“Then, we had more listings than we had buyers,” Henry said. “Now, we have more buyers than listings.”
For example, she said, in Longmont, the largest number of houses sold are always in the $175,000 to $250,000 range. At the moment, Henry said last week, there are 40 of them on the market, “and of those properties, 19 are under contract.”
Once you factor in specifics such as location and layout of a particular house, the field of choices for the buyer is narrowed even further, she said.
the plus side, for the buyers, “they can buy more house for the same (monthly) payment than they did 10 years ago,” Henry said.
On the seller end of things, the low inventory doesn’t automatically mean people can simply hand out a for-sale sign and fetch what they’re asking, according to Yarwood.
“I think you still have to present a good product to attract buyers,” she said. “And while we’re not back to pre-2008 pricing, we’re inching up, and that’s a good note for sellers.”
Josh Hunter, the owner/broker of Metro Brokers/St. Vrain Realty, said he’s noticing buyers are most interested in “the shiny one on the shelf” — referring to how clean a home is, how move-in ready it is and what kind of improvements have been made, such as with kitchen appliances.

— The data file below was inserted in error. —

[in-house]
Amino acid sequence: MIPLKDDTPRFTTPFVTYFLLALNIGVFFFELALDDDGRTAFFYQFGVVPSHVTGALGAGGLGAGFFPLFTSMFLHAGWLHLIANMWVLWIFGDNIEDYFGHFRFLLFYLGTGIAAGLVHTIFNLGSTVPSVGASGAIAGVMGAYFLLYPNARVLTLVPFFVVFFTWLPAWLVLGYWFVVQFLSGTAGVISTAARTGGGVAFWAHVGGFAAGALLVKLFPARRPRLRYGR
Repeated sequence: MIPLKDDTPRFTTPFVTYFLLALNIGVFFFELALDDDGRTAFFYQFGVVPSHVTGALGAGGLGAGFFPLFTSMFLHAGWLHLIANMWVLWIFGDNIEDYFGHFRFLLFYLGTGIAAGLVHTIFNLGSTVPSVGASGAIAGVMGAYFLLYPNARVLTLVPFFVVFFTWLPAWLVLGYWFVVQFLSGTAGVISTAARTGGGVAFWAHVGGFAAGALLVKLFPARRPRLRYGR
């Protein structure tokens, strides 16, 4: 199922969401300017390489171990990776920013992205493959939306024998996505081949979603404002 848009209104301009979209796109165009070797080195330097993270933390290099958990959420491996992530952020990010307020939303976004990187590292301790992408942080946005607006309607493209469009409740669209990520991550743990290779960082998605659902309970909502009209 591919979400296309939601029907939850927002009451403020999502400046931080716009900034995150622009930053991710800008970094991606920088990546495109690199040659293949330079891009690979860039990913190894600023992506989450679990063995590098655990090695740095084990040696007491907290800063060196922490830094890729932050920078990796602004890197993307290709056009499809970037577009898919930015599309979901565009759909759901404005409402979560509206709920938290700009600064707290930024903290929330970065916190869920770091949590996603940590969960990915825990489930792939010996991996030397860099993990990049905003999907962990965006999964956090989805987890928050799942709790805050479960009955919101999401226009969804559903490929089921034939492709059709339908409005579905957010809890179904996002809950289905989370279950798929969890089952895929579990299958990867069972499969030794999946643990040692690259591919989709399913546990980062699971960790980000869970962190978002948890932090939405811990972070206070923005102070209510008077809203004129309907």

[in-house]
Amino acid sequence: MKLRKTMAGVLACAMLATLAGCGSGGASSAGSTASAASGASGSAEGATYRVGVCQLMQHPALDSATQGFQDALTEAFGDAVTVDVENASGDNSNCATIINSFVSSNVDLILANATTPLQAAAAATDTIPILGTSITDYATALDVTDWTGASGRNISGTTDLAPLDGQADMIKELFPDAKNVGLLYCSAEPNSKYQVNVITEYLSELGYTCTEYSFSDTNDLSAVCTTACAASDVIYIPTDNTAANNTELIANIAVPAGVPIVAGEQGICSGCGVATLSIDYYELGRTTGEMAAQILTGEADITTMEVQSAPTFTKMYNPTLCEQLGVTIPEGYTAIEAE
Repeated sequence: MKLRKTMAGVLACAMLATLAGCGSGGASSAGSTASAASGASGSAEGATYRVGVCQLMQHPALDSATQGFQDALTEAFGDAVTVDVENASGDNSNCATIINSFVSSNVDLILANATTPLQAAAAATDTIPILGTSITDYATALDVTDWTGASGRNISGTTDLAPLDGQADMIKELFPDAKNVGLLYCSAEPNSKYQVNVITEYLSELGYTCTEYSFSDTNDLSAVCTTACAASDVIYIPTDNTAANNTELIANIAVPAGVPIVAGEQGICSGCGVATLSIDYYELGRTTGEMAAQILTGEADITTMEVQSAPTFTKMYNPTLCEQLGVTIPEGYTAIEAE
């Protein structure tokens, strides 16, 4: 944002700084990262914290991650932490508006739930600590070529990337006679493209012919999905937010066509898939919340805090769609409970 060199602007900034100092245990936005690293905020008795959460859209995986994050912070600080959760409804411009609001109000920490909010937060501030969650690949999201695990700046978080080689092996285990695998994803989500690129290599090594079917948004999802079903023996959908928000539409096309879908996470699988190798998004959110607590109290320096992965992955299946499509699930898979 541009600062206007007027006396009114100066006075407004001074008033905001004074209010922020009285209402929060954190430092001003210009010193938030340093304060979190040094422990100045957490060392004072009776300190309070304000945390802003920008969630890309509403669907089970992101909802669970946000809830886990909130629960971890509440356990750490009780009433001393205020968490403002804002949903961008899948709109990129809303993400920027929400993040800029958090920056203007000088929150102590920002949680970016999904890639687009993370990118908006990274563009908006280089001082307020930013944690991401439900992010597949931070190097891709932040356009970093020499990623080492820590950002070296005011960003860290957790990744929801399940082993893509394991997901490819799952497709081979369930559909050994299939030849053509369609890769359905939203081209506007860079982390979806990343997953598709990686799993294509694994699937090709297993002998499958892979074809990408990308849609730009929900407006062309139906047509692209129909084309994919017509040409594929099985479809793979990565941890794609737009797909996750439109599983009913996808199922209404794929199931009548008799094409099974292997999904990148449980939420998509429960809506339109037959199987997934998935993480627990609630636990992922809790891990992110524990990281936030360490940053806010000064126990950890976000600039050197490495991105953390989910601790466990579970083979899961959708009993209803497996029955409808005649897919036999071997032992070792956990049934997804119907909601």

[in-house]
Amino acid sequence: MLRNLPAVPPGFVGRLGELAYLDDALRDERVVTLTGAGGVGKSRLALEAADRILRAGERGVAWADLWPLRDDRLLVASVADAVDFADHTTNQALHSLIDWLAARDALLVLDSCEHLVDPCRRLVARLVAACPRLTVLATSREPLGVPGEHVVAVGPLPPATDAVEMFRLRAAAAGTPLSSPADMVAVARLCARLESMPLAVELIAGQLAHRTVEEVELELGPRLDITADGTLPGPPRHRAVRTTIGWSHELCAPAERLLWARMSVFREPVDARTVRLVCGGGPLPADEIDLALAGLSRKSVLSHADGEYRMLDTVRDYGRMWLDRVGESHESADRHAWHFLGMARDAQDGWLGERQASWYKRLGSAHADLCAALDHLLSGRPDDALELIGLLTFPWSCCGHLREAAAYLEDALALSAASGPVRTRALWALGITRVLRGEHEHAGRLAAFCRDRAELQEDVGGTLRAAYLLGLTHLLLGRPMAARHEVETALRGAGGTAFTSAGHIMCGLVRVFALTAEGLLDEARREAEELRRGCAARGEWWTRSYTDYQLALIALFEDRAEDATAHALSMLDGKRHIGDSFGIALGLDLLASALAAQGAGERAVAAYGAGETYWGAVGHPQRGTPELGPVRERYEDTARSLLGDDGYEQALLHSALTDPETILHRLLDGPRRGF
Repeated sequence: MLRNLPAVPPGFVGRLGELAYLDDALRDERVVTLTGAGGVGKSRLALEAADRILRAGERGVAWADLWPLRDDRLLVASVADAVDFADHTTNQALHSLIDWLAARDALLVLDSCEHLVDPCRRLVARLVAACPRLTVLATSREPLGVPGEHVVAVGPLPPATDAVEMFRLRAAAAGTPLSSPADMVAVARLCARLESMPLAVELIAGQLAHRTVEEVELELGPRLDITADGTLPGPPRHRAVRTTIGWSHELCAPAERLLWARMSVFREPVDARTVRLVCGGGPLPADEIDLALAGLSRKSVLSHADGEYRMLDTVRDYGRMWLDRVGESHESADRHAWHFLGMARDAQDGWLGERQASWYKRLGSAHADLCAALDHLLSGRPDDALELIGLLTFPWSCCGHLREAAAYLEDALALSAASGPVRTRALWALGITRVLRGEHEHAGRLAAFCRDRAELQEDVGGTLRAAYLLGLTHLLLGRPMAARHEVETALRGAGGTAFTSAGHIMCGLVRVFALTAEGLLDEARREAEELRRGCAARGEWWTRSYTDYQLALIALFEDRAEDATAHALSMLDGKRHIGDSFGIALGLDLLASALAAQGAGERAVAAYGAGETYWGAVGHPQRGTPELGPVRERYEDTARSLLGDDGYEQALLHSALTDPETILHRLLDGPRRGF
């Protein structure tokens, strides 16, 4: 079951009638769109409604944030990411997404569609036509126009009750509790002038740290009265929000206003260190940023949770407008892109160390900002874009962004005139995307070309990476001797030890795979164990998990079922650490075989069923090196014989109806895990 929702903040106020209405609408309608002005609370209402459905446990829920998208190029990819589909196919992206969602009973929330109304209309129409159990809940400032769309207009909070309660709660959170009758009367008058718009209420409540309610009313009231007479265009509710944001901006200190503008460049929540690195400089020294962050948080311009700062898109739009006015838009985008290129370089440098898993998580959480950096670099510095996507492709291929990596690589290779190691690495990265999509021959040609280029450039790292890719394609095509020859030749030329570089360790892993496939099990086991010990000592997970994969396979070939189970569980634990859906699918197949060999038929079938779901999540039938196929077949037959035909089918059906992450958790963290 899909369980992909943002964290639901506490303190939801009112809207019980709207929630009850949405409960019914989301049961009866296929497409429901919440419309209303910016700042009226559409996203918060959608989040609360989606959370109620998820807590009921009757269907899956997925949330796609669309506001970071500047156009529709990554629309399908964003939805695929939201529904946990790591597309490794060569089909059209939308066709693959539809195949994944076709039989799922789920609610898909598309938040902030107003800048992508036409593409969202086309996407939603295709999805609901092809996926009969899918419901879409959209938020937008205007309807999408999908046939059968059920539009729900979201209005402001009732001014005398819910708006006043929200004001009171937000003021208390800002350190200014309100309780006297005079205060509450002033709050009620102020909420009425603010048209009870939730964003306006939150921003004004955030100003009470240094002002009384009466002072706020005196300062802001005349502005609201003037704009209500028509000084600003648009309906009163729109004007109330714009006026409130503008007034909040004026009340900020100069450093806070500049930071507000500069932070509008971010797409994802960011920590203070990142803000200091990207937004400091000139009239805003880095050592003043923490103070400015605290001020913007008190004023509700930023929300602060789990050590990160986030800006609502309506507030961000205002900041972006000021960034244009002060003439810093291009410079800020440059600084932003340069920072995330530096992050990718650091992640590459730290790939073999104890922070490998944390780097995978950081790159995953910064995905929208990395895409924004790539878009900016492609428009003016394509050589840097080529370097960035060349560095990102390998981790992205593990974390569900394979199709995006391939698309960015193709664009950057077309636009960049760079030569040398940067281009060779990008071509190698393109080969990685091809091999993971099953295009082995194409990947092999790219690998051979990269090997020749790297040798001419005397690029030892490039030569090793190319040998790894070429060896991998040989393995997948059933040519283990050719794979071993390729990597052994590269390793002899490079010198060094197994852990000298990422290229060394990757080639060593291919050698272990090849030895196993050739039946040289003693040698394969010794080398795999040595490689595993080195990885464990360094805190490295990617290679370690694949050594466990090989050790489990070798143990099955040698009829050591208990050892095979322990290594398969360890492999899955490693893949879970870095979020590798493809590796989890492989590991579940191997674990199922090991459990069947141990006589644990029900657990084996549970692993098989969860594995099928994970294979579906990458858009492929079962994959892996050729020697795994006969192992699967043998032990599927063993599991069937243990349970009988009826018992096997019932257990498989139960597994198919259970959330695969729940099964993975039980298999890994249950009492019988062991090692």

“Those are where we’re seeing 10 days — we’re seeing low days to an offer,” Hunter said. “Luckily, I was in four or five of those deals (last) year, where we were seeing multiple offers in just a few days.
“Those well-cared-for, ready-to-move-in homes, no joke, should be receiving an offer within 30 days,” Hunter said. “I’ve been telling people: location, location, condition.”
In the last week, my office has put three new listings on the market, all three have received multiple offers within the first few days on the market!
$179,900 in Thornton – 2 offers in first 5 days
$224,500 in Longmont – 2 offers in first 3 days
$289,000 in Firestone – 3 offers in first 4 days
We Need More Listings!!
The local Northern Colorado / Denver Metro housing market is experiencing a serious shift towards the Seller’s advantage. Forget about everything you’ve heard before, and find out if this is finally your year to move, successfully.
New homes are hot
What’s new is well…new again. According to a late December Census Bureau report, new home sales are growing at their fastest pace in two years.
The report showed new home sales are up 15 percent from 2011.
This shows that as the market recovers, more consumers are using the opportunity to go after the home of dreams.
Fantastic article! The local Longmont market, and all surrounding areas for that matter, are smokin’ hot right now! It reads, in part…
1. Both asking price and rents jumped 5 percent from last year
2. Mortgage rules got a renovation.
3. Delinquency & foreclosures are at record lows.
4. 93% of Millenials plan to buy.
5. Investors rush in.